Ant-Man (film)

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Ant-Man
Ant-Man poster.jpg
Theatrical release poster
Directed by Peyton Reed
Produced by Kevin Feige
Screenplay by
Story by
  • Edgar Wright
  • Joe Cornish
Based on Ant-Man 
by Stan Lee
Larry Lieber
Jack Kirby
Starring
Music by Christophe Beck
Cinematography Russell Carpenter
Edited by
  • Dan Lebental
  • Colby Parker, Jr.
Production
company
Distributed by Walt Disney Studios
Motion Pictures
Release dates
  • June 29, 2015 (2015-06-29) (Los Angeles premiere)
  • July 17, 2015 (2015-07-17) (North America)
Country United States
Language English

Ant-Man is an upcoming American superhero film based on the Marvel Comics characters of the same name: Scott Lang and Hank Pym. Produced by Marvel Studios and distributed by Walt Disney Studios Motion Pictures, it is intended to be the twelfth installment of the Marvel Cinematic Universe (MCU). The film was directed by Peyton Reed, with a screenplay written by Edgar Wright & Joe Cornish and Adam McKay & Paul Rudd, and stars Rudd, Evangeline Lilly, Corey Stoll, Bobby Cannavale, Michael Peña, Tip "T.I." Harris, Wood Harris, Judy Greer, David Dastmalchian, and Michael Douglas. In Ant-Man, Lang must help defend Dr. Pym's Ant-Man technology and plot a heist with worldwide ramifications.

Development of Ant-Man began in April 2006, with the hiring of Wright to direct and co-write with Cornish. By April 2011, Wright and Cornish had completed three drafts of the script and Wright shot test footage for the film in July 2012. Pre-production began in October 2013 after being put on hold so that Wright could complete The World's End. Casting began in December 2013, with the acquisition of Rudd to play Lang. In May 2014, Wright left the project citing creative differences, though he still received screenplay and story credit with Cornish. The following month, Reed was brought in as Wright's replacement and McKay was hired to contribute to the script. Principal photography took place between August and December 2014 in San Francisco and Metro Atlanta.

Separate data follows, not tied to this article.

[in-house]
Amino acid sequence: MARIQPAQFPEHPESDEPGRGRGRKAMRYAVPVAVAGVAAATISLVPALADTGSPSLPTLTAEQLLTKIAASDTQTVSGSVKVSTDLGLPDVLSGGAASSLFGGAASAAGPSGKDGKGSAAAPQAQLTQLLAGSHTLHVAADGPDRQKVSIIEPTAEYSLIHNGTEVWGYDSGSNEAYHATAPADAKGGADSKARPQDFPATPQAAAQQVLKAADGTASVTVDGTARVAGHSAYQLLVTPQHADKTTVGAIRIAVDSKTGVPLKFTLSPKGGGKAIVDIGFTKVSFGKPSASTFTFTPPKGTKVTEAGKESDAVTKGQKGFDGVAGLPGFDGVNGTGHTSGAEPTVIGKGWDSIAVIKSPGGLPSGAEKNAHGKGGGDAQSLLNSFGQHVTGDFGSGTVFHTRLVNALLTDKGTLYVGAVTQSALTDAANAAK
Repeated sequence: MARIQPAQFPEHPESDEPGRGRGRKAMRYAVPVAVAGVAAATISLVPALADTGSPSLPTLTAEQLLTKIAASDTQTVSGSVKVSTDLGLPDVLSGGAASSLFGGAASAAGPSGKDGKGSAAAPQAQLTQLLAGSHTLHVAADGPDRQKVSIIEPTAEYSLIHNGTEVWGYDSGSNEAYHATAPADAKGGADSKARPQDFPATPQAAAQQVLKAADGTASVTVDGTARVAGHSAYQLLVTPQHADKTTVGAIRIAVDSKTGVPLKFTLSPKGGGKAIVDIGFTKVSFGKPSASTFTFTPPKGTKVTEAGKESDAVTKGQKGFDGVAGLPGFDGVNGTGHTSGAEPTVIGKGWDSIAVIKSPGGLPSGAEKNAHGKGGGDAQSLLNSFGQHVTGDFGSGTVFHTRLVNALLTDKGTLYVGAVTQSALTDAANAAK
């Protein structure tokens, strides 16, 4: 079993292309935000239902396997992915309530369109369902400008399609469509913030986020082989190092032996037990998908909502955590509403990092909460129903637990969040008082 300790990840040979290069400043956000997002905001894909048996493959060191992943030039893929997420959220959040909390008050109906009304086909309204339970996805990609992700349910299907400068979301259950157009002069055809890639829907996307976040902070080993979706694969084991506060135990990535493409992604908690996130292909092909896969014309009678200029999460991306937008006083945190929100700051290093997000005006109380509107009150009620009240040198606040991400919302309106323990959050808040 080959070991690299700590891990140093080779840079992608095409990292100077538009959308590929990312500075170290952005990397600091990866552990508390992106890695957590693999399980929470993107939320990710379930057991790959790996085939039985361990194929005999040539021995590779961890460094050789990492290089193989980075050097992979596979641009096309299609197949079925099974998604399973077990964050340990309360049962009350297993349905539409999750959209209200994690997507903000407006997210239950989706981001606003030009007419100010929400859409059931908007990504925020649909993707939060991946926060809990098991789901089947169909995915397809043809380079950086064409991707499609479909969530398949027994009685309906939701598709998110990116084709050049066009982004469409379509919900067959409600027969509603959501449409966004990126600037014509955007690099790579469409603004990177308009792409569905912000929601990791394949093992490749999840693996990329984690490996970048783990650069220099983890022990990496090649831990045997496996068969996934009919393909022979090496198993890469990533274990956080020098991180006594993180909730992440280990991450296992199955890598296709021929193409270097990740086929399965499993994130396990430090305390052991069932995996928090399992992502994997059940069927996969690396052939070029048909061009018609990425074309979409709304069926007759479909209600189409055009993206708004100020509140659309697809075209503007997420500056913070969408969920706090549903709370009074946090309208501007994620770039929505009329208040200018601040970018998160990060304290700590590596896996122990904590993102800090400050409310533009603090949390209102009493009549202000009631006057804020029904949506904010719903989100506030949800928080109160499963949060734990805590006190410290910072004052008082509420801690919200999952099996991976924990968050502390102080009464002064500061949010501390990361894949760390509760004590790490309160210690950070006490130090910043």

Ant-Man is scheduled to make its world premiere in Los Angeles on June 29, 2015, before general release in North America on July 17, 2015, in 3D and IMAX 3D.

Premise[edit]

Thief Scott Lang must aid his mentor Dr. Hank Pym in safeguarding the mystery of the Ant-Man technology – which allows its user to decrease in size but increase in strength – from various new threats, and plot a heist that will save the Earth.[1][2][3]

Cast[edit]

A petty criminal, who acquires an invented substance that allows him to shrink in size but increase in strength.[1][4][5] Regarding Rudd's casting, producer Kevin Feige said, "Look at that origin of the petty crook who comes into contact with a suit and does his best to make good, and then look at someone like Paul Rudd, who can do slightly unsavory things like break into people’s houses and still be charming and who you root for and whose redemption you will find satisfaction in."[4] On the character, Peyton Reed said, "He's not used to being a hero. He's more like George Clooney['s character Danny Ocean] in Ocean's Eleven. He’s a guy trying to create a new life for himself and find redemption." To get in shape for the role, Rudd worked with trainers and cut alcohol, fried foods and carbohydrates out of his diet.[6]